In Fulani there is an understanding that when an only child goes to school and comes back home, he has no one to go to for help with his homework. However, if he happens to have five or six siblings, he is guaranteed that somehow, one of them will come to his rescue and explain the assignment. This is what the Malian Minister for Territorial and Population Management, Sambel Bana Diallo told the audience at the opening ceremony of the High-Level Sahel-Bangladesh Knowledge Exchange on Population Policy and Reproductive Health in Dhaka, Bangladesh.
The week-long knowledge exchange, jointly organized by the World Bank Group and the United Nations Population Fund, was hosted by the Ministry of Health and Family Welfare of Bangladesh. The purpose was to exchange practical implementation and policy-related experience between Bangladesh and Sahel countries (Burkina Faso, Chad, Mali, Mauritania, and Niger).
The Sahel countries are facing the multi-sectoral challenges associated with high fertility rates, which Bangladesh faced in the 1970s. The knowledge exchange was part of the World Bank’s Sahel Women’s Empowerment and Demographic Dividend Project. The Sahel countries wanted to learn how Bangladesh was able to sustain support for some 40 years, and implement changes to increase the use of reproductive health services. Bangladesh is particularly interesting for the Sahel because of a similar religious context and a history of the same societal and health services challenges.
“Bangladesh has well-developed practices of pluralism, community engagement and multi-sectoral collaboration, which have helped make its Family Planning program and its Population Policy a success. The country has experienced a dramatic decline in fertility and mortality rates. The government has placed women at the center of the development agenda. It worked with local non-governmental organizations that helped the country achieve success in family planning and address population challenges,” World Bank Country Director Qimiao Fan said during the opening ceremony.
A pluralistic and multi-stakeholder experience
The high-level Sahel delegation of 40 members included a mixed group of participants representing population, religious affairs, health, education, social and women’s affairs, and finance and planning. From the host country’s side, the participants were experienced implementers and policy makers who have had key roles in the changes in Bangladesh in the 1970s, and today.
The five Sahel countries are looking to reduce the high fertility rate, woman and child mortality rate, and child marriage rates, while increasing the education and health protection services available to the population. With limited results available in their population programs, the Sahel countries wanted to change this situation, to benefit from the demographic dividend.
As Niger Minister for Population, Promotion of Women and Child Protection, Rakiatou Christelle Kaffa Jackou said: “We chose Bangladesh because, like Niger, it was once an underdeveloped country and the majority of the population is Muslim. We really wish to deepen our knowledge and understand how the local women here obtained their independence and how they gained empowerment. So we are eager to find out how the population policy succeeded here and how we could try to adopt it in Niger and make it succeed.”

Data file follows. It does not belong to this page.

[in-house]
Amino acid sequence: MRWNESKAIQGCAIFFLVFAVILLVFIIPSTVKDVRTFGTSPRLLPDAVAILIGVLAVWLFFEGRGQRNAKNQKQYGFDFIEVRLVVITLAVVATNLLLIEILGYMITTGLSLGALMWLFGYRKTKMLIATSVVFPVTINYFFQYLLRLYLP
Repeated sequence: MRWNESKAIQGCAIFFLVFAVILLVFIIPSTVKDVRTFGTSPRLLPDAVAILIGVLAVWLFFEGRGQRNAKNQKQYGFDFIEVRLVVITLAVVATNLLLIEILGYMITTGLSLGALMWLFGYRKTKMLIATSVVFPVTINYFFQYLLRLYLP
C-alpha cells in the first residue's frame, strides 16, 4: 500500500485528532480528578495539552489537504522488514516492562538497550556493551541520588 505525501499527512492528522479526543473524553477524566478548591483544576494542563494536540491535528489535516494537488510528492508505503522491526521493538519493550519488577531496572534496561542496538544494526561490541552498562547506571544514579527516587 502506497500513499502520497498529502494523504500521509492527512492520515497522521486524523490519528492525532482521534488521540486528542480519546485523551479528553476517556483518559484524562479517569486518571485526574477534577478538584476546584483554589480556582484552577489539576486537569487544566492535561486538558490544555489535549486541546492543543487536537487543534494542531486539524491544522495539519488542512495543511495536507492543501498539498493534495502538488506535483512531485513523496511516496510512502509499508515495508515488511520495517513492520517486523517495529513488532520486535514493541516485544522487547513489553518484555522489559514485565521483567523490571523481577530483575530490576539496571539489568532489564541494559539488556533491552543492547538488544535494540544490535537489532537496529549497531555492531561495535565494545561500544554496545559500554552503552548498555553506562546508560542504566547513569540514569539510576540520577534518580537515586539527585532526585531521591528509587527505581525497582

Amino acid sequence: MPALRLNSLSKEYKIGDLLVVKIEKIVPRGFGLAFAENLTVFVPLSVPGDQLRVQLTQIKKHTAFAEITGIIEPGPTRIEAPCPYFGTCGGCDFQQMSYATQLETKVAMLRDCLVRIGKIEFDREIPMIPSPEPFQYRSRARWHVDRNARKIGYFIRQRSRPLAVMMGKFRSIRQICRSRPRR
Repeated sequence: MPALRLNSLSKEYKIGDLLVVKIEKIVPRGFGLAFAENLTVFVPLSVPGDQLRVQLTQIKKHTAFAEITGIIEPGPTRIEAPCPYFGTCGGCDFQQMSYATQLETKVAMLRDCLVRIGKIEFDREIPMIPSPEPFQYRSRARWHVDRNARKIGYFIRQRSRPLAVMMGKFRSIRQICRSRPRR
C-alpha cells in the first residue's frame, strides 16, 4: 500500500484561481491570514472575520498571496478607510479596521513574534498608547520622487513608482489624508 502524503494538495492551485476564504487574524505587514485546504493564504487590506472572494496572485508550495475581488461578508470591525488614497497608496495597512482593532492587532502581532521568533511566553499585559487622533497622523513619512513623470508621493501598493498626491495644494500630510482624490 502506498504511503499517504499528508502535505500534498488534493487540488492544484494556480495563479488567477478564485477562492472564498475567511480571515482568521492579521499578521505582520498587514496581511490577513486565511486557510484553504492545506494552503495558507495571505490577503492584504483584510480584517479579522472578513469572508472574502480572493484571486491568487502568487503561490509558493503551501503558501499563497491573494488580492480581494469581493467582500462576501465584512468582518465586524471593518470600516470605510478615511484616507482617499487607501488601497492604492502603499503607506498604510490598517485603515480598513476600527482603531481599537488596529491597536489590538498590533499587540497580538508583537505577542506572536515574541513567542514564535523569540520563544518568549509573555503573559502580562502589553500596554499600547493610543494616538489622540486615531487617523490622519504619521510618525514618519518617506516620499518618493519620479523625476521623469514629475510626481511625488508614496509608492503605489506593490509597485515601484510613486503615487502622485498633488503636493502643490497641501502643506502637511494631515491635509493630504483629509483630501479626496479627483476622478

The delegation had a long wish list of questions for the Bangladeshi team:
- how it has engaged a range of stakeholders from different sectors in a population policy that has had financing and lasting support;
- how it has convened support of religious leaders for its reproductive health activities;
- how it has engaged citizens and local communities, even in remote areas to improve reproductive health services;
- understanding innovative strategies that have worked in the country to empower women to make reproductive health decisions; and,
- how multiple parties have worked together with the population, religious leaders and the government to change Bangladesh's demographic scenario
The delegation met with key policy makers who presented a thorough and detailed explanation about the population policy that helped Bangladesh reduce the total fertility rate from 6.3 to 2.3 births per woman and increasing the rate of prevalence of contraceptive users from 7 to 62.4 percent (1970-2014).
The delegation visited numerous centers around the city to understand family planning and community practices in Bangladesh that have been used to catalyze change. More importantly, the visits deepened their knowledge and understanding of innovative strategies to allow the delegates to use them first-hand when they returned to the countries.
On one such visit to a local community clinic outside Dhaka, they were introduced to the sound of a siren being used in a small village to help increase its contraceptive prevalence rate. The community leaders said it would sound each night at exactly 9:00 pm to remind women to take their pill. The sound was loud enough to be heard at a distance of two kilometers.
On another visit to the Imam Training Academy of the Ministry of Religious Affairs in Dhaka, they were introduced to the rigorous training program for Imams. Imams being direct spiritual guides for the population, their training covers a range of societal issues
Since returning from the knowledge exchange, the Sahel countries have already presented these lessons to their governments, along with action plans to continue working with Bangladesh.
Some of these include: collaborating with counterparts in Bangladesh to develop a program for Imams on reproductive health, developing a strategy to improve family planning services in communities by adapting lessons from Bangladesh to the Sahel context. The next steps will be integrated to support the World Bank’s Sahel Women’s Empowerment and Demographic Dividend Project, as well as World Bank country operations in Niger and Mali.